Why LinkedIn’s 300M Account Milestone Benefits Users

 

Source: http://www.flickr.com/photos/sheilascarborough/

Source: http://www.flickr.com/photos/sheilascarborough/

LinkedIn users are in great numbers online. The professional social media website is larger than Twitter by about the total population of Italy. As of Friday, LinkedIn officially has more than 300 million accounts, which is slightly below the current population of the United States. While some of these 300 million users are inactive, the 187 monthly active users the company reported in its last quarterly report is certainly a good number of users for people looking to network on the social media site. And the more users on LinkedIn, the more useful the site is.

Americans and residents of the United States are those best connected to network since about 100 million of those accounts are users based in geographic networks based in the United States, but international users also have plenty of opportunities to connect. LinkedIn released an infographic that shows the United States is the top county in terms of number of users. India and Brazil round out the top three countries on LinkedIn. For all users, LinkedIn’s growth is good news for three key reasons.

The first benefit is that anyone can network with people or companies in any country. The professional job search has always relied in part on whom you know, so the professional social media website offers an opportunity to expand who you know and to find out who your connections connect you to in one big web of opportunities.

LinkedIn’s feature that allows users to create additional profiles in another language or two is especially handy here because it allows users to connect with people internationally. This is also useful since LinkedIn includes educational, workplace and professional networks, making it easy for you to connect with thousands of users worldwide, allowing a user’s network to grow.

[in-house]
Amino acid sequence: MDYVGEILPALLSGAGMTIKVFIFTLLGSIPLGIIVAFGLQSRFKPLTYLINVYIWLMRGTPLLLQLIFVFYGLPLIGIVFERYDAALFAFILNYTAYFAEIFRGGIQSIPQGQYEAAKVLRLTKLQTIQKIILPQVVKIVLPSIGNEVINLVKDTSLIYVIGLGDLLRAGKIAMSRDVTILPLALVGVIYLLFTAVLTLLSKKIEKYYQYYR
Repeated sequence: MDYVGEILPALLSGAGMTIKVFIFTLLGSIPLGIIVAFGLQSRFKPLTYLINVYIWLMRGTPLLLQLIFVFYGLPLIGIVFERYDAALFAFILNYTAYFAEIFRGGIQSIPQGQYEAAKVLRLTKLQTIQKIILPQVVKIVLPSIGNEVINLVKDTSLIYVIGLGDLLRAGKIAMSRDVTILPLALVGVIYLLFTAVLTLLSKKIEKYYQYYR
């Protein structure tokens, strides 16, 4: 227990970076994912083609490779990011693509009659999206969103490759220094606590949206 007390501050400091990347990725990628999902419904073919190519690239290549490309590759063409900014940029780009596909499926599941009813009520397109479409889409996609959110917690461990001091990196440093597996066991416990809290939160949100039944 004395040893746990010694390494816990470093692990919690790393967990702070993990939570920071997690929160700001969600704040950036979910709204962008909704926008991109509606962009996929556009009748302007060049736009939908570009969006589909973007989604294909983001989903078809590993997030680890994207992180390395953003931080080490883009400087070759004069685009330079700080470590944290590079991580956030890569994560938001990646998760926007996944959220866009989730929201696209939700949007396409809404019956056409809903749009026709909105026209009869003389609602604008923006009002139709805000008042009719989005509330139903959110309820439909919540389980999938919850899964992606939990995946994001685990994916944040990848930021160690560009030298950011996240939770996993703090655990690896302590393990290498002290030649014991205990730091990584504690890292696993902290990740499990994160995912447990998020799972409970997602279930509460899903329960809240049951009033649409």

Secondly, even if your personal network remains on the small side, LinkedIn getting so big has some major benefits. More and more companies have profiles on the website, making researching a company’s culture and job openings at a company a lot easier than it used to be. Chances are an average user may even have one or two connections to a company via third degree connection — someone who knows someone who knows someone.

Third, the growth of LinkedIn means that more companies with online applications will allow users to use LinkedIn to autocomplete job applications, making the application process easier, at least until it comes down to crafting that perfect cover letter that is often an applicant’s first impression upon the company.

Even if a user is not sold on LinkedIn, it’s still pretty useful to get one. It’s better a LinkedIn profile shows up when a potential employer does a Google search on your name than those old Facebook, or even MySpace photos (Yes, they still may exist in cyberspace.) that you would like to pretend never made it online.

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